Cognitive therapy is a form of psychotherapy in which the therapist tries to teach the patient to think more rationally. In mild to moderate cases of depression, cognitive therapy seems to work as well as antidepressant medication. Yet like any other form of psychotherapy, cognitive therapy seems to be less effective for people with more serious mental illnesses. These findings would come as no surprise to an ancient Greek or Roman physician. Cognitive therapy is really just coaching in logical thinking. Ancient Greeks and Roman philosophers believed that logical thinking is an art that can be cultivated. However, they also recognized that some people have medical problems that make it difficult or impossible to think logically. In Roman law, a person would not be held legally responsible for an act that was committed when he was not in control of his mind (non compos mentis).
Cognitive therapy seems to be useful for people with mild to moderate mental illnesses. I suspect that it may also be beneficial for people who are not regarded as mentally ill. Cognitive therapy is actually a form of remedial education (i.e., it teaches people things that they should already have learned). Cognitive therapy teaches some of the skills in logical thinking that should have been taught in junior high and high school. I suspect that cognitive therapy could become even more effective if it involved a more systematic approach to teaching logic.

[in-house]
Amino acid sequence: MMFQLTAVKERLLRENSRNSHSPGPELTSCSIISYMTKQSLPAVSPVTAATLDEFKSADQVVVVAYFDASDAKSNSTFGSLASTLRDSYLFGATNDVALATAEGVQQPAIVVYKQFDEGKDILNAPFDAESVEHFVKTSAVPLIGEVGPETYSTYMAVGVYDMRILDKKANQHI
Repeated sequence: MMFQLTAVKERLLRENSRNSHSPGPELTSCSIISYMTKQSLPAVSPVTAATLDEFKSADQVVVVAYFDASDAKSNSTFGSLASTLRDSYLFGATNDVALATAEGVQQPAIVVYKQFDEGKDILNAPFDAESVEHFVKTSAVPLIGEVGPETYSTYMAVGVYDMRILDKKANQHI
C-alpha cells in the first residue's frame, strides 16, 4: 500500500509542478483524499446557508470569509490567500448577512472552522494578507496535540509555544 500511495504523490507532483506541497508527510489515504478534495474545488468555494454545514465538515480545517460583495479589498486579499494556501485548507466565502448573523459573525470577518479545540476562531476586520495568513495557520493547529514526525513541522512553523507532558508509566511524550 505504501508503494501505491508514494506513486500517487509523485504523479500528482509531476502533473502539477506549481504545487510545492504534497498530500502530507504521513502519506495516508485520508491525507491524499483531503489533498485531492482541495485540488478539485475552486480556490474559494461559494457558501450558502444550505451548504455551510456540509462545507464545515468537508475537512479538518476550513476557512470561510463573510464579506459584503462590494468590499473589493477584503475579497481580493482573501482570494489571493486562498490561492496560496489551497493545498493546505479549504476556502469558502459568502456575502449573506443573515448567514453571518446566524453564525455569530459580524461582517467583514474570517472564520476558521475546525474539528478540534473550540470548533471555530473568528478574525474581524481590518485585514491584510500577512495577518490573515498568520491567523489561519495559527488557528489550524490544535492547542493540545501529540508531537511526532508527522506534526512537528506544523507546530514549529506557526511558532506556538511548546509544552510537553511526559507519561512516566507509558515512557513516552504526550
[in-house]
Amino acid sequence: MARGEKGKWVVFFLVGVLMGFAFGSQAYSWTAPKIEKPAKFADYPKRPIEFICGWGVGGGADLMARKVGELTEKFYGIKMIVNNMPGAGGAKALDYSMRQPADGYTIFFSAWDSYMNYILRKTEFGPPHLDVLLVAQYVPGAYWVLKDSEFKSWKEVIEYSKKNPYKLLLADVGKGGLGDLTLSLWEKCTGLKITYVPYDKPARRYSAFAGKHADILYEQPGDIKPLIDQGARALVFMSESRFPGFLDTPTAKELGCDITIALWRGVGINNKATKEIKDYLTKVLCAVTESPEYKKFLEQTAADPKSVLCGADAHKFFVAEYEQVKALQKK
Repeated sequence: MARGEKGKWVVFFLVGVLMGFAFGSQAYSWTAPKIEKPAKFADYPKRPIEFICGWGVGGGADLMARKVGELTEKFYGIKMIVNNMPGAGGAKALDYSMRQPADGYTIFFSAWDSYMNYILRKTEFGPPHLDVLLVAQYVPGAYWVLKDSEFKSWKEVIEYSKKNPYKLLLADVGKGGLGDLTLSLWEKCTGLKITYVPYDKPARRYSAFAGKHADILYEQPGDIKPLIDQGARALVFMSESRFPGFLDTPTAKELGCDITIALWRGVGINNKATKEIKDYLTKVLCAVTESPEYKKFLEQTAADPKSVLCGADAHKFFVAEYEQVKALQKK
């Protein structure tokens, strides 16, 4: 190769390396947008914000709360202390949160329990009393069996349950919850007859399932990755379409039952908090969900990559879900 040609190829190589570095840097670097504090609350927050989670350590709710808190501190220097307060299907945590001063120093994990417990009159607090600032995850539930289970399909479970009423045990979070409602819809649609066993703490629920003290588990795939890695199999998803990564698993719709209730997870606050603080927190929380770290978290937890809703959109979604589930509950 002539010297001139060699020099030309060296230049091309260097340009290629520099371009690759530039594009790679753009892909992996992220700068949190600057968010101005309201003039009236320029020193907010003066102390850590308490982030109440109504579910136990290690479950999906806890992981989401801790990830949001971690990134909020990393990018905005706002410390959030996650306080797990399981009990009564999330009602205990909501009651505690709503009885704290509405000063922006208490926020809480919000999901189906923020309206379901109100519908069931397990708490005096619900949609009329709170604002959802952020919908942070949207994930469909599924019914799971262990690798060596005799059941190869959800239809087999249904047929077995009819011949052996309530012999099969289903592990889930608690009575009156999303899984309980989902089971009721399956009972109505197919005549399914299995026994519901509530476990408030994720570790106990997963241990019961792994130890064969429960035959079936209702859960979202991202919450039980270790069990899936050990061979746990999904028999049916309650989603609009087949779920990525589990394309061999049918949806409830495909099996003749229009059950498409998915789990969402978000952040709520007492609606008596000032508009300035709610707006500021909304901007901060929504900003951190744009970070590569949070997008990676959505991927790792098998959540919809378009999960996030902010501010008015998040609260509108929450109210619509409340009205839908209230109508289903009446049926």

Ancient Greeks wrote the original textbooks for the study of logic. Logic was part of the well‐rounded education (enkuklios paideia, a word that gave rise to our word encyclopaedia) that was valued during the Classical period (ancient Greece and Rome). The purpose of this well‐rounded education was to help a young man become a wise and reasonable person: a more reliable citizen during wartime and a more pleasant companion during peacetime. This kind of education was called the liberal studies or liberal arts because it was considered appropriate for freeborn men, as opposed to slaves. Freeborn men were expected to think for themselves and express themselves persuasively. In contrast, slave owners did not want their slaves to shut up and do as they were told. Instead of getting training in the liberal studies, slaves were taught the servile arts, to make them better servants.
In the Classical period, educated people knew that you must study grammar before you can begin to study logic. Grammar is the study of how words are altered and combined to form meaningful sentences. The ability to understand and apply grammatical concepts is the thin bright line that divides human beings from all other living species. Animals lack this ability. That is why animals cannot talk, not even in sign language. The study of grammar will help you understand the exact meaning of what someone else is trying to say. It will also help you learn new languages, as well as helping you translate from one language to another. Unfortunately, the teaching of grammar has been largely suppressed in public schools in the United States, for reasons that I explain in Not Trivial: How Studying the Traditional Liberal Arts Can Set You Free.